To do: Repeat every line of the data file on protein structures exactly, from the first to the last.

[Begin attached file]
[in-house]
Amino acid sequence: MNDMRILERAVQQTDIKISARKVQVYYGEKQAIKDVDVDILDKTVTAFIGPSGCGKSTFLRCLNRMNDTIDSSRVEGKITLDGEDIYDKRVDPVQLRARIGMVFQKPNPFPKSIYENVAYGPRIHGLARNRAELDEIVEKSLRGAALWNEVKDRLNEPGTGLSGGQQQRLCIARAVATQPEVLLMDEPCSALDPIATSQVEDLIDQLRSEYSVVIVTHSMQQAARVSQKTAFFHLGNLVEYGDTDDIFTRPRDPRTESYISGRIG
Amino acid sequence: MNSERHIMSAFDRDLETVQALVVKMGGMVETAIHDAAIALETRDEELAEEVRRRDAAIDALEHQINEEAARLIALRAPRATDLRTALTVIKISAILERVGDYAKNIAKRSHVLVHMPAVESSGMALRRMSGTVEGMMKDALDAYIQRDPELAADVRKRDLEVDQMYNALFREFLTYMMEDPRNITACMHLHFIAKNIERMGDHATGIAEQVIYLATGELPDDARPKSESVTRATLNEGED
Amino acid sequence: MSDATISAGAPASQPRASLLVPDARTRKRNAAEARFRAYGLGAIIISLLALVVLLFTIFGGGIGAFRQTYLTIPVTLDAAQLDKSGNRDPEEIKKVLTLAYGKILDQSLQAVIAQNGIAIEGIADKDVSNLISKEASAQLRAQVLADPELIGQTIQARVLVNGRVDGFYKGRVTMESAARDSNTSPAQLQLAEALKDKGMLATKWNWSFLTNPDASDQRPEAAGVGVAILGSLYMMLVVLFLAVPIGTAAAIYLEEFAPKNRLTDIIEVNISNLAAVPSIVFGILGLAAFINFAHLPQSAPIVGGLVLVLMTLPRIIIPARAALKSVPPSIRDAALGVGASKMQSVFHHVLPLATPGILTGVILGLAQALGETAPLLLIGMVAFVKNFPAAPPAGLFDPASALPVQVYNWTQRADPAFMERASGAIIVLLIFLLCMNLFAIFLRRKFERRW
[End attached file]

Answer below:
[in-house]
Amino acid sequence: MNDMRILERAVQQTDIKISARKVQVYYGEKQAIKDVDVDILDKTVTAFIGPSGCGKSTFLRCLNRMNDTIDSSRVEGKITLDGEDIYDKRVDPVQLRARIGMVFQKPNPFPKSIYENVAYGPRIHGLARNRAELDEIVEKSLRGAALWNEVKDRLNEPGTGLSGGQQQRLCIARAVATQPEVLLMDEPCSALDPIATSQVEDLIDQLRSEYSVVIVTHSMQQAARVSQKTAFFHLGNLVEYGDTDDIFTRPRDPRTESYISGRIG
Amino acid sequence: MNSERHIMSAFDRDLETVQALVVKMGGMVETAIHDAAIALETRDEELAEEVRRRDAAIDALEHQINEEAARLIALRAPRATDLRTALTVIKISAILERVGDYAKNIAKRSHVLVHMPAVESSGMALRRMSGTVEGMMKDALDAYIQRDPELAADVRKRDLEVDQMYNALFREFLTYMMEDPRNITACMHLHFIAKNIERMGDHATGIAEQVIYLATGELPDDARPKSESVTRATLNEGED
Amino acid sequence: MSDATISAGAPASQPRASLLVPDARTRKRNAAEARFRAYGLGAIIISLLALVVLLFTIFGGGIGAFRQTYLTIPVTLDAAQLDKSGNRDPEEIKKVLTLAYGKILDQSLQAVIAQNGIAIEGIADKDVSNLISKEASAQLRAQVLADPELIGQTIQARVLVNGRVDGFYKGRVTMESAARDSNTSPAQLQLAEALKDKGMLATKWNWSFLTNPDASDQRPEAAGVGVAILGSLYMMLVVLFLAVPIGTAAAIYLEEFAPKNRLTDIIEVNISNLAAVPSIVFGILGLAAFINFAHLPQSAPIVGGLVLVLMTLPRIIIPARAALKSVPPSIRDAALGVGASKMQSVFHHVLPLATPGILTGVILGLAQALGETAPLLLIGMVAFVKNFPAAPPAGLFDPASALPVQVYNWTQRADPAFMERASGAIIVLLIFLLCMNLFAIFLRRKFERRW